In 1828, Joseph Howe began a series of excursions into the countryside of the province, writing about them in the pages of his newspaper, the Novascotian. His travel sketches were published in book form by the University of Toronto Press in the ’70s and it’s there to read if you want to know what the Annapolis Valley was like over 150 years ago.
Howe always had a kind word about the major Valley towns he visited on his rambles nearly 50 years before the railroad arrived – most were insignificant villages in his day – but he also wrote bluntly about their shadier aspects and this makes interesting reading.
Howe spares no one. About Windsor, which early in the 19th century was one of the major commercial areas, Howe writes, “Of this beautiful little village you have doubtless heard much and read more.” Then, after telling his readers about Windsor’s college, its academy and its “rural and elegant seats,” Howe gives us this impression of its inhabitants: “I might entertain you for hours with the manners and peculiarities of the villagers… and amuse you with sad stories of their inhospitality and pride.”
Howe is more unkind with Kentville. He paints an unflattering picture of this then village which is just beginning to flex it muscles as a commercial centre.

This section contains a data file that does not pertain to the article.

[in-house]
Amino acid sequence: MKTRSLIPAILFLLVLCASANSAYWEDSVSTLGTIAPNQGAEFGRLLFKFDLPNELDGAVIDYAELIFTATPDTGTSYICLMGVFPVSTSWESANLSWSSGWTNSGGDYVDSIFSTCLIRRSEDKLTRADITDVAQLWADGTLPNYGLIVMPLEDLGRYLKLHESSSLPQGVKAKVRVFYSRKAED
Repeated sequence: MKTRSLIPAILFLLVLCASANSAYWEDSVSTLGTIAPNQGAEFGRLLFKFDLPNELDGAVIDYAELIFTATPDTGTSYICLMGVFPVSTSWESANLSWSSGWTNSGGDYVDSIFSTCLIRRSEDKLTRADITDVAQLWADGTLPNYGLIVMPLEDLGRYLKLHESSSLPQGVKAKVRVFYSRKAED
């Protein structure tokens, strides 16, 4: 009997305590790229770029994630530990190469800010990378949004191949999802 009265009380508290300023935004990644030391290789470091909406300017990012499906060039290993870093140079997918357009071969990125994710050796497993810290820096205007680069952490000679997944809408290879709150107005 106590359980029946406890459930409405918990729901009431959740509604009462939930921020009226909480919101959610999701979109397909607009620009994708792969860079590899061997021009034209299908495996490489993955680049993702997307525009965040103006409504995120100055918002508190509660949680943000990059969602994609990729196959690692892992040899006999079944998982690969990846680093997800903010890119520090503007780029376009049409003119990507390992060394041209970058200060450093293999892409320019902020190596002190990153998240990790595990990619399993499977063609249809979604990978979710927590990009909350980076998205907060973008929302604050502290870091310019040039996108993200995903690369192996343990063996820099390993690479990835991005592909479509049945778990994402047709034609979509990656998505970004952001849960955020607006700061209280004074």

Typically, Howe first praises the town before dealing with what he sees as Kentville’s less appealing side. “We are now approaching the sweet little village of Kentville and a pleasanter place either to look at or be in, is not within the range of the North Mountain – it is seated in a valley and contains about 30 houses near its centre, the Horton and Cornwallis streets cross each other, and hence the old name of Horton Corner.”
After this pleasant introduction, and before he has kind words about the amenities at the Kentville Inn, Howe dips his pen in vitriol. “And now let me warn you that you are getting into a bad neighbourhood, so remember it behoves you to beware, for hereabouts do dwell a set of fellows who are past all endurance: hardly do you get into the village before some long-legged merchant pops you in a gig and gallops you away to church – or some other sinner of the same stamp gets. you into his house, from which it is no easy matter to escape,” Howe may have had tongue in cheek here, but he leaves not doubt that Kentville inhabitants were heavy drinkers
It would have been interesting to see what Howe would have said about Wolfville and if he would have pulled his punches. Strangely, the travelling newspaperman makes only vague reference to this then prominent centre. Howe must have passed through Wolfville or close by it. He describes the Gaspereau Valley and its river and raves about the beauty of the Horton area which he views while travelling to Kentville; but somehow he misses Wolfville.
Perhaps it was the journalistic style of the times to paint unflattering pictures of people and places. A portrait of Kentville in a November 1883 issue of the New Star notes that in its early days, the town was “small potatoes and few in a hill.”